If that doesn't spur me into shifting those extra thirty seconds, what will?

Saturday, 2 February 2008

Random Tag: 6 Quirks

I have been randomly tagged by Deepali and decided to play along, as I'm all blogged, raced and virused out and being told what to write is just what I need at the moment. I'm also half blogging and half watching England losing to Wales (rugby), which is saddening, as I will shortly receive a text from a Welsh friend who seems to get in touch only whenever Wales stuff England. C'est la vie....

Here're the groundrules, should you wish to play...

Rules on blog and links as appropriate. Share six non-important things/habits/quirks about yourself. Tag six random people and let them know they've been tagged.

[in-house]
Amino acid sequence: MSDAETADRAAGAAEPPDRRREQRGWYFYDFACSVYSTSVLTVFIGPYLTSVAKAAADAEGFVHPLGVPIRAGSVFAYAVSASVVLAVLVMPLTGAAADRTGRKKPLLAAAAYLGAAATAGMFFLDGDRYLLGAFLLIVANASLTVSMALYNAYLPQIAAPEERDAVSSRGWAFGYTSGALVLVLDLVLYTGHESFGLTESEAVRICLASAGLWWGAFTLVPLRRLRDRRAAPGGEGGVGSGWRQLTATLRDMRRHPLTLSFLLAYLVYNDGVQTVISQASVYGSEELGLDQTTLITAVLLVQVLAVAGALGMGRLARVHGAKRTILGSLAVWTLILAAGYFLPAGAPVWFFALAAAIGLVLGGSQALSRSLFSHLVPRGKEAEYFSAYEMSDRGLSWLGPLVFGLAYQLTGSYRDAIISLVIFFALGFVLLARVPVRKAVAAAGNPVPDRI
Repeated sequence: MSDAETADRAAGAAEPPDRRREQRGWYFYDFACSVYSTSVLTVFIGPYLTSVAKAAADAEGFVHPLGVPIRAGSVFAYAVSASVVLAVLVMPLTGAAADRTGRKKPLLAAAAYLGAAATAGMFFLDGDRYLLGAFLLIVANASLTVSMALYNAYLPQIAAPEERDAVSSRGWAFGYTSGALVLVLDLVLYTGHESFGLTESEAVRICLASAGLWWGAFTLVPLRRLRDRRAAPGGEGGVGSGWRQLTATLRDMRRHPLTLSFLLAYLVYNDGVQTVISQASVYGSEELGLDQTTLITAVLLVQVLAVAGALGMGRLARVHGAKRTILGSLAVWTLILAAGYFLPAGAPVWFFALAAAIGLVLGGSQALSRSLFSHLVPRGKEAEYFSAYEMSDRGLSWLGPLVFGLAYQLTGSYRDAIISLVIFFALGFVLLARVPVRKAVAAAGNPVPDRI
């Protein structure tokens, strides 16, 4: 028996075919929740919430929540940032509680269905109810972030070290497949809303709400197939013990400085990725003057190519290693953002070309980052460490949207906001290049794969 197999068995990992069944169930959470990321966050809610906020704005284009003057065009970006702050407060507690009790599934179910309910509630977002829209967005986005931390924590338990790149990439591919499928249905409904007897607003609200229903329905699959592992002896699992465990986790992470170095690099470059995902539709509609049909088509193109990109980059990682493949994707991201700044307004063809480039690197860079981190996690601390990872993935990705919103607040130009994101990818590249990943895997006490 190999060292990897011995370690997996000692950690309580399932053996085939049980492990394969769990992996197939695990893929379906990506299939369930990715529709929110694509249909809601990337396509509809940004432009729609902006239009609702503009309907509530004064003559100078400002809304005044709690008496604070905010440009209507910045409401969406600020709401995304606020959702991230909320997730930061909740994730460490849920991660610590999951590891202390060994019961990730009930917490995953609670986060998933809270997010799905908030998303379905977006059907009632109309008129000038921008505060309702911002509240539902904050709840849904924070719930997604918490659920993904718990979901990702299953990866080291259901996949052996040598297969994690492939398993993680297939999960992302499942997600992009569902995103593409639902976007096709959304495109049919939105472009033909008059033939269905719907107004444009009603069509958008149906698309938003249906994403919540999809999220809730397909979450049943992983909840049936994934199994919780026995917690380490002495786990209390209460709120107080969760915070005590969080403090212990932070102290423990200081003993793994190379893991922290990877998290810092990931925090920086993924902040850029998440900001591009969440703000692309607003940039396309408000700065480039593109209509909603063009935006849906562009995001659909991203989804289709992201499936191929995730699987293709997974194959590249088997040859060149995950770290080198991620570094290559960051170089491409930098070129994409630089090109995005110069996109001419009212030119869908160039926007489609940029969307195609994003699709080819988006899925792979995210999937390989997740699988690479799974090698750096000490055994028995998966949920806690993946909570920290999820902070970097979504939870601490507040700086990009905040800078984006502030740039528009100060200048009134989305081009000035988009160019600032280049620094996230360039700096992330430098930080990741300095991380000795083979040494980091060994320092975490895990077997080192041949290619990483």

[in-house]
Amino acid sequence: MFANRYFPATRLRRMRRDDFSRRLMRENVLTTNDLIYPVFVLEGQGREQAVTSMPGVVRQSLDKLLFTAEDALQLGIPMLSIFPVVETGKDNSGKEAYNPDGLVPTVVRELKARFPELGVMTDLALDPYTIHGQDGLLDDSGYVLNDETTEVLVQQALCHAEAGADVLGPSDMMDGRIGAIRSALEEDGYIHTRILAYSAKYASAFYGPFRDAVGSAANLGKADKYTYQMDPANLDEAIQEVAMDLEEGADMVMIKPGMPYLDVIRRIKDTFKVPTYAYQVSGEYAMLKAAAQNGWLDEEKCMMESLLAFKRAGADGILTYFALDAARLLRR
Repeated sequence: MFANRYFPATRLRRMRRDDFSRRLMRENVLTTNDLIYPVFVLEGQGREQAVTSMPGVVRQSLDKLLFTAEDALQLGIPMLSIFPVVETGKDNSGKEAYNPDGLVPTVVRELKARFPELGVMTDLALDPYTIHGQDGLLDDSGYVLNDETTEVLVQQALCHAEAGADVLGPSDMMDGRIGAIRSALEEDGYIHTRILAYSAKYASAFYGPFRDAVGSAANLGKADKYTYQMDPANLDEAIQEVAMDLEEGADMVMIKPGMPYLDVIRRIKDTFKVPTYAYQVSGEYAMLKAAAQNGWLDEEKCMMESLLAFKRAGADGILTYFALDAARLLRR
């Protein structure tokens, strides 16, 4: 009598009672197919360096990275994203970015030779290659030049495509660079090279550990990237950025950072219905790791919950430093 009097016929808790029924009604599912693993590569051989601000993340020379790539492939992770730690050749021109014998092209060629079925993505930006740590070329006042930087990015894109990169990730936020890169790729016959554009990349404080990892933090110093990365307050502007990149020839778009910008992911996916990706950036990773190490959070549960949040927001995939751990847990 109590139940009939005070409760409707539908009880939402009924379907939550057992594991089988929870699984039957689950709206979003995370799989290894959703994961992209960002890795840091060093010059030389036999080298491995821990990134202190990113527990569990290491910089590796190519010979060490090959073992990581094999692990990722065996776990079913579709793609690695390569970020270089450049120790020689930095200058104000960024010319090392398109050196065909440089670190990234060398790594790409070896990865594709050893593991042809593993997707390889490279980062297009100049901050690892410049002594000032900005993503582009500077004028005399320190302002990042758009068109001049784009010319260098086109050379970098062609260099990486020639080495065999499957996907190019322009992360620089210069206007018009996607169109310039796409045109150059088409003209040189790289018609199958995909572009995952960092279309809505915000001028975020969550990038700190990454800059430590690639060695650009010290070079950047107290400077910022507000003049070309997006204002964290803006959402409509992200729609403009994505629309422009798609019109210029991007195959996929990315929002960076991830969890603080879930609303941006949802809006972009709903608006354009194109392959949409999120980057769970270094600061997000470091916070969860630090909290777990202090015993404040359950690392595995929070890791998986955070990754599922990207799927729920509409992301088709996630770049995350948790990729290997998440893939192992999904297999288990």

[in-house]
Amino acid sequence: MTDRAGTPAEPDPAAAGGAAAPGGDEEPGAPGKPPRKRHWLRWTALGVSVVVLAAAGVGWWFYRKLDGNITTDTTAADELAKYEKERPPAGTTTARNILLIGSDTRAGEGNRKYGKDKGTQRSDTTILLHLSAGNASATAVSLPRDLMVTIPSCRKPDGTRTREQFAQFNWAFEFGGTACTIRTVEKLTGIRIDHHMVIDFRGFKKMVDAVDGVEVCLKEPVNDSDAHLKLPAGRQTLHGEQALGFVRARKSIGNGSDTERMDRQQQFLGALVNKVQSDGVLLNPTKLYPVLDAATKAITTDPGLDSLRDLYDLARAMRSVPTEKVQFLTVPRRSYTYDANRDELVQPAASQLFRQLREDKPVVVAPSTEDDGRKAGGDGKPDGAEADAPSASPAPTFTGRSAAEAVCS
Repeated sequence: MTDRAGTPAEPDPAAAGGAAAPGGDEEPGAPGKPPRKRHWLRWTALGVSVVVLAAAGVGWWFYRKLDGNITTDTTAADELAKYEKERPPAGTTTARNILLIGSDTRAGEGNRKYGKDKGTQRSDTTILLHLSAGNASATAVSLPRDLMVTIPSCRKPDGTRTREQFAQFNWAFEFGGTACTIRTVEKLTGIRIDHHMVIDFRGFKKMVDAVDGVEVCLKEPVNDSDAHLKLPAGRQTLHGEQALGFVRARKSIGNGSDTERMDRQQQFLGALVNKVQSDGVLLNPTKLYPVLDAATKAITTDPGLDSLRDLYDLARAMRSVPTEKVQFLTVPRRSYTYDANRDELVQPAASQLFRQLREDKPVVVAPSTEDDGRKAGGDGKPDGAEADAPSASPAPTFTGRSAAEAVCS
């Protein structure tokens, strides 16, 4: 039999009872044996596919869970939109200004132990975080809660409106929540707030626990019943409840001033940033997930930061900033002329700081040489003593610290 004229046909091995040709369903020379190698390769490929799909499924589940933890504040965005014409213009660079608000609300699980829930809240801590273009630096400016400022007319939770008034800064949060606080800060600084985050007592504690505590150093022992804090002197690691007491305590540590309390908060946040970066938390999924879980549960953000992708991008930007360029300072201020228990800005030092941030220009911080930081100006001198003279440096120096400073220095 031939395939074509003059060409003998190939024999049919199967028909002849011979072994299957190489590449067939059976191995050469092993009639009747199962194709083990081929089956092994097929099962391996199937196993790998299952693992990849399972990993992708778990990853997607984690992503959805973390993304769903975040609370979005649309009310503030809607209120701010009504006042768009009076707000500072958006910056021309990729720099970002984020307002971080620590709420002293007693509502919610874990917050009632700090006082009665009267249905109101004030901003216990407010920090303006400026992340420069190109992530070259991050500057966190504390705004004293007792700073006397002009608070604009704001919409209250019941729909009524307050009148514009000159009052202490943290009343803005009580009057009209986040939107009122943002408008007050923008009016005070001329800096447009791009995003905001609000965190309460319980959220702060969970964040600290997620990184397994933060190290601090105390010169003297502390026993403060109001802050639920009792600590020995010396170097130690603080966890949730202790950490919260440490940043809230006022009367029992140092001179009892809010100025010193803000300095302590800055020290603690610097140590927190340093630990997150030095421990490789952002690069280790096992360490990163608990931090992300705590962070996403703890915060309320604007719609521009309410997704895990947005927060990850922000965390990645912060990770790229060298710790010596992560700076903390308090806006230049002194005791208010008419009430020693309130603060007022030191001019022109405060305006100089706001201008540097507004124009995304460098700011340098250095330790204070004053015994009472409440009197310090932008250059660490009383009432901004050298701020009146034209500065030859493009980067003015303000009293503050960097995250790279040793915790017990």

No surprizes there, then.

Of course, being a deeply dull person, I have no interesting quirks or characteristics, so you'll have to make do with the following...

  • I can't hold a pen properly. Even my boss attempts to wind me up over the way I hold writing implements.
  • I take great delight in inspecting my callouses. It's good to see how they're progressing - I've worked hard for them, and they're incredibly useful in preventing blisters, and tidying them up gives me something to do in otherwise dull meetings.
  • My left groin is far, far more stretchy than the right one. No, I have no idea why this is.
  • I can't use a pit latrine if I know it contains a frog. Latrines over-run with cockroaches are, on the other hand, perfectly usable.
  • I've always had difficulty with the number six.

My randomish nominated taggees are: (do please consider these nominations - I am more than aware that some people hate tags with a passion which I reserve only for the opposition on race day).